Quarantine unmasked: surviving the 1918-19 influenza pandemic at North Head
Peter Hobbins (Department of History)
Sydney Harbour Federation Trust Volunteers
In the middle of the worldwide ‘Spanish flu’ pandemic, Arthur Moore found himself detained at North Head Quarantine Station. His stay in March 1919 was short, but shared with thousands of other returning soldiers. ‘The fellows are enjoying being here’, he noted, watching them play leapfrog. As their numerous carvings left in the sandstone over 1918–19 suggest, many soldiers and sailors spent their enforced leisure time roaming around North Head. Others were less happy, however. In fact, from the earliest arrivals in October 1918, many travellers, returnees and crews suffered from the dreaded infection, with 64 victims being hastily buried in the station’s Third Burial Ground. Another soldier was so badly bullied by his comrades for being a ‘Bolshevik’ that he hung himself. In fact, military discipline nearly broke down several times amongst the repatriated troops, desperate to return to their families after years overseas. Drawing on the carvings and gravesites at North Head, this presentation shares stories of life in quarantine while influenza killed millions across the world beyond.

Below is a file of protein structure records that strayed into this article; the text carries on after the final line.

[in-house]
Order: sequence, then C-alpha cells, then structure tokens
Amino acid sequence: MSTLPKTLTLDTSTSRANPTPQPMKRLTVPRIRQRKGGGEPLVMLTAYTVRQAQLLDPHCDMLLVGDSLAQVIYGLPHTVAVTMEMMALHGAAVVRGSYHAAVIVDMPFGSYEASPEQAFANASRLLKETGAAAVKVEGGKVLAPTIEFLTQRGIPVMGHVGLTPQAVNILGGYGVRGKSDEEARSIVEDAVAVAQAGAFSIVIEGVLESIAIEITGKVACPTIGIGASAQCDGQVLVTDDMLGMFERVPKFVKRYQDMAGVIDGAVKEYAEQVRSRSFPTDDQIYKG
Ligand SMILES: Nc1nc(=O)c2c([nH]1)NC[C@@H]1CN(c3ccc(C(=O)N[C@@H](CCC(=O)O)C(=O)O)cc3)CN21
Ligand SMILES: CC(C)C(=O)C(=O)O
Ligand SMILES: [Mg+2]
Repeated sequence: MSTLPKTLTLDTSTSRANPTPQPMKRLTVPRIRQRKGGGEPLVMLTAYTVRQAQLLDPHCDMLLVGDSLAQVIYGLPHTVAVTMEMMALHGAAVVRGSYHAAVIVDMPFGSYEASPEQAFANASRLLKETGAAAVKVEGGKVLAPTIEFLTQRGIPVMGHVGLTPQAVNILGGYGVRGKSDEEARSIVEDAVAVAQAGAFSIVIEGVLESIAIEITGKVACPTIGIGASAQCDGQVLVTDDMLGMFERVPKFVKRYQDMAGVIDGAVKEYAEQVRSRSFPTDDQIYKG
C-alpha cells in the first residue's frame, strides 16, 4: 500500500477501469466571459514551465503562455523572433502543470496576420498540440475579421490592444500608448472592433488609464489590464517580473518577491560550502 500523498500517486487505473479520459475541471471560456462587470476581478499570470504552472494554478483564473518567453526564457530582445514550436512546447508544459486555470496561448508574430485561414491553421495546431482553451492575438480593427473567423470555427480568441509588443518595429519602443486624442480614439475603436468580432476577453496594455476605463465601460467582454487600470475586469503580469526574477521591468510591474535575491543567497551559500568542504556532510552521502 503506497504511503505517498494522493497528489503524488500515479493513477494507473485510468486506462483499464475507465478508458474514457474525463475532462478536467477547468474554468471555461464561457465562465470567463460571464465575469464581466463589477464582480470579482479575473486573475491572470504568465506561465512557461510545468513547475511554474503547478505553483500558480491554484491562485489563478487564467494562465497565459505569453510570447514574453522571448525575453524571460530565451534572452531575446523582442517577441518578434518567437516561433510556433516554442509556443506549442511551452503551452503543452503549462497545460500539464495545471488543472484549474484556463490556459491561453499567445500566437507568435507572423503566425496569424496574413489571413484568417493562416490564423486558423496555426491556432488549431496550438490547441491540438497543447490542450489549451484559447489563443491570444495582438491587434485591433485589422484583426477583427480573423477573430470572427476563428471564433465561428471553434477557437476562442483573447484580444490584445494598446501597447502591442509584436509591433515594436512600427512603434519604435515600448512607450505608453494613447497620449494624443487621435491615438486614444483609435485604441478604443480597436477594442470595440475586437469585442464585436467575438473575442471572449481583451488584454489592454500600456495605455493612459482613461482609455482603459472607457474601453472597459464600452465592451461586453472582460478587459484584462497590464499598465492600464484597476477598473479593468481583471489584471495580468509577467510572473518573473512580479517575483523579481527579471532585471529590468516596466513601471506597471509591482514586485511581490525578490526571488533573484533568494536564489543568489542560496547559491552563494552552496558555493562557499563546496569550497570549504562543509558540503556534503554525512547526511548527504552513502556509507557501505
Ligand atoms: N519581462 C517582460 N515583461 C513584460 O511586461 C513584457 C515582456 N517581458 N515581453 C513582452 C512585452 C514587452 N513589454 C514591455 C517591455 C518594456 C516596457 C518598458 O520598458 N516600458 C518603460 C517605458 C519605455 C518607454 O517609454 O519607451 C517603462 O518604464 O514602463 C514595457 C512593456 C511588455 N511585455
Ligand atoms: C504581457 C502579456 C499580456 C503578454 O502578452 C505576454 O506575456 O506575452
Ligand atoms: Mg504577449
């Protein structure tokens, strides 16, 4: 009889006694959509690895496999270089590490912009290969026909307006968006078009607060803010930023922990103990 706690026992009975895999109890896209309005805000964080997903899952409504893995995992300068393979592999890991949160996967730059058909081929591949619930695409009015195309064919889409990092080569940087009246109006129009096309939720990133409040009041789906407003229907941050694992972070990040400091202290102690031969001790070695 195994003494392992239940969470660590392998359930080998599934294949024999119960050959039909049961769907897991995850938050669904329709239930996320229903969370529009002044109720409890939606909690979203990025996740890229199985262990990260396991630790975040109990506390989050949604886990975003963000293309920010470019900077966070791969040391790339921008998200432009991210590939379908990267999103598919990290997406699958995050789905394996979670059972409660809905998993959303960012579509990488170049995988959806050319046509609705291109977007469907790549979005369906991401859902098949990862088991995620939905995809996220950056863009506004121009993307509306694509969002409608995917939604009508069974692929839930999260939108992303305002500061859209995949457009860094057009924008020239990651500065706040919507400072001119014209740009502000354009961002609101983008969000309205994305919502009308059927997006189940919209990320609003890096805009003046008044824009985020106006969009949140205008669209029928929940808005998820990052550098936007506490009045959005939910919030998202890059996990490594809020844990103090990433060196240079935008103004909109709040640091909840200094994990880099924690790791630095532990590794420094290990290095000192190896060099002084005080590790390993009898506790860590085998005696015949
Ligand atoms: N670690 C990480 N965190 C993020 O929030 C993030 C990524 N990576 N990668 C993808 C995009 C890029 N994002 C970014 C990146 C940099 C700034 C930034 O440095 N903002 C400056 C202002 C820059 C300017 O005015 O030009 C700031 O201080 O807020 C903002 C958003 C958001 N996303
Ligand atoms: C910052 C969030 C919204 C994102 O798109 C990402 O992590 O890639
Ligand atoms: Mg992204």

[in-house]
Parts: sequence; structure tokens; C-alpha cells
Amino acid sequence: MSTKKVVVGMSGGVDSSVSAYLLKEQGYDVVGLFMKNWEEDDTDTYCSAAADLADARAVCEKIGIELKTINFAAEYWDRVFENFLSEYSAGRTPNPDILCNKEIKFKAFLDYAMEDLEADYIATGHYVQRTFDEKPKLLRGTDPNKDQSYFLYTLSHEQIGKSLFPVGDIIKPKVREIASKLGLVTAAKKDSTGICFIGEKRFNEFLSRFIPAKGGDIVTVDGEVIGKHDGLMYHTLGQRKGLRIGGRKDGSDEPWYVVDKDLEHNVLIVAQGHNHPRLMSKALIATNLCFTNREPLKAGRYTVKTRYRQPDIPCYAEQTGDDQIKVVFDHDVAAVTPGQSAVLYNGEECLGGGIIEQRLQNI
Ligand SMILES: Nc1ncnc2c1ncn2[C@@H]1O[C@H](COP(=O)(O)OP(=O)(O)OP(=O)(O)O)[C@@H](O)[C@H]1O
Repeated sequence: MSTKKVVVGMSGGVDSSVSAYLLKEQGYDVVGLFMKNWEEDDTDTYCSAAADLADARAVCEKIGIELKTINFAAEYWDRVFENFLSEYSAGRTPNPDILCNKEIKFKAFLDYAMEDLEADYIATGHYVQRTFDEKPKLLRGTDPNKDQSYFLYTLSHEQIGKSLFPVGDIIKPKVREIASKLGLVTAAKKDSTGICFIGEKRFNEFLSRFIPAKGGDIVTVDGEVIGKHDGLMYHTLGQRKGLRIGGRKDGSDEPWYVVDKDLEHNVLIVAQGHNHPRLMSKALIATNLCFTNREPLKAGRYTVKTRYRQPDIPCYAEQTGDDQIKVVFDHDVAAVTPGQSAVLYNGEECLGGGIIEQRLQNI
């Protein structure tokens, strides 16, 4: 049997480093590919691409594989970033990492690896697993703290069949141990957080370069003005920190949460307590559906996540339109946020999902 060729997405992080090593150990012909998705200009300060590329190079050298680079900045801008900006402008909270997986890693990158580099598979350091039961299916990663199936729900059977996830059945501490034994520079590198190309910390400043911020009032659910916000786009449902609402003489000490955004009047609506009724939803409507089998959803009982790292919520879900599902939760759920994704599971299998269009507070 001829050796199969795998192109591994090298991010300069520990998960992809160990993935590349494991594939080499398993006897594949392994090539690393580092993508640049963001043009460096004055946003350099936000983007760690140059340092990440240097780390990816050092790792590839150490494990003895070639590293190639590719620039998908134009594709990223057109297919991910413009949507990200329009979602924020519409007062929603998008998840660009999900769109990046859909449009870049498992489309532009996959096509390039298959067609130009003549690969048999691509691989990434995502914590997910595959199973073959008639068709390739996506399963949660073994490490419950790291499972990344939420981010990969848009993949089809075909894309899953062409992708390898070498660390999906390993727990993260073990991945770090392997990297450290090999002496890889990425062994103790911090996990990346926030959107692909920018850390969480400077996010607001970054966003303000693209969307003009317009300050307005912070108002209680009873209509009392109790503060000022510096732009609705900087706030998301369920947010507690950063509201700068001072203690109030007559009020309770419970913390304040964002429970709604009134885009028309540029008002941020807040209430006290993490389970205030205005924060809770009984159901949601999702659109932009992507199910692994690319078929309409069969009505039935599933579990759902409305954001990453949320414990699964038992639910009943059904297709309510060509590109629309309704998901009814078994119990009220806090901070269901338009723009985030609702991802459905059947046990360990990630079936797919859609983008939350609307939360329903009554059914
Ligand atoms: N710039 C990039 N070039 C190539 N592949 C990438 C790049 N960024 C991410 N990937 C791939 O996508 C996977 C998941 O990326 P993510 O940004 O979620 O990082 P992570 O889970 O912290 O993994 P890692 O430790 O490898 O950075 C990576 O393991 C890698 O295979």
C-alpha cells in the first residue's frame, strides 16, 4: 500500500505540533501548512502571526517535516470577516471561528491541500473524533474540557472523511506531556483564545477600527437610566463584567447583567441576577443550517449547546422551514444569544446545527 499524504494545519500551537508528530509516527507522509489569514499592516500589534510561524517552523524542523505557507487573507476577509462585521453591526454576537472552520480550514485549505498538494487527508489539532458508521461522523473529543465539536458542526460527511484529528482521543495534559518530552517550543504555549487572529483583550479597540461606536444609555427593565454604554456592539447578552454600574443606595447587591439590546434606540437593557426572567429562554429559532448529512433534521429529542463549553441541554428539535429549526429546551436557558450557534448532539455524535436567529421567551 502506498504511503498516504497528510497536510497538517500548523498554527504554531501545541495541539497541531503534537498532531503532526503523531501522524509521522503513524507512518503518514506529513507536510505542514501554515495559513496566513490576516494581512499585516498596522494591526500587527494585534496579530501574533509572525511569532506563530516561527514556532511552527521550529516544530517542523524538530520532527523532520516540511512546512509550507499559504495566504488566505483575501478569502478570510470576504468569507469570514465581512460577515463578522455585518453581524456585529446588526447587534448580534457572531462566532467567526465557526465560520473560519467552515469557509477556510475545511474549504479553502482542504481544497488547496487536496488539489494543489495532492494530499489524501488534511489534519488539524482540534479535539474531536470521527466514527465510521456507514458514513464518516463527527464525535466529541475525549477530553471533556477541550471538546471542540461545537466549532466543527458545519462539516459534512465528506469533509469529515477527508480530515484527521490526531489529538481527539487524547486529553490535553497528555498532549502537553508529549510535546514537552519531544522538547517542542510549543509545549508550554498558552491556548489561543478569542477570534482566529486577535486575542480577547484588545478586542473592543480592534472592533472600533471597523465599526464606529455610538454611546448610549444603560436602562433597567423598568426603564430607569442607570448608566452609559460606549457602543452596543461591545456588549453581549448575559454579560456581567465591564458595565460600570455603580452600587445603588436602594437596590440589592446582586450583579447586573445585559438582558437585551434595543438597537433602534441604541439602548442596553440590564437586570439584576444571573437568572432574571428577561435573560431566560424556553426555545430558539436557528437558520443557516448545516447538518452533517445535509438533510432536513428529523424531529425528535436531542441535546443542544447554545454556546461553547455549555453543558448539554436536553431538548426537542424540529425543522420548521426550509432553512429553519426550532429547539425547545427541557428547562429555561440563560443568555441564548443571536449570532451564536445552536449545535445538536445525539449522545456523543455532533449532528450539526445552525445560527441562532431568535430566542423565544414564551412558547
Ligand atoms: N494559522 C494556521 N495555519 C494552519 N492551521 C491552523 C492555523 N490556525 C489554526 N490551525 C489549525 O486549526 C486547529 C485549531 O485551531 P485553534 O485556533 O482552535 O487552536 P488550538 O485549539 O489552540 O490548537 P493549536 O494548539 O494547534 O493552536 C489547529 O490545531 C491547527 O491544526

Sydney Harbour Federation Trust head office,
Building 28, Best Ave,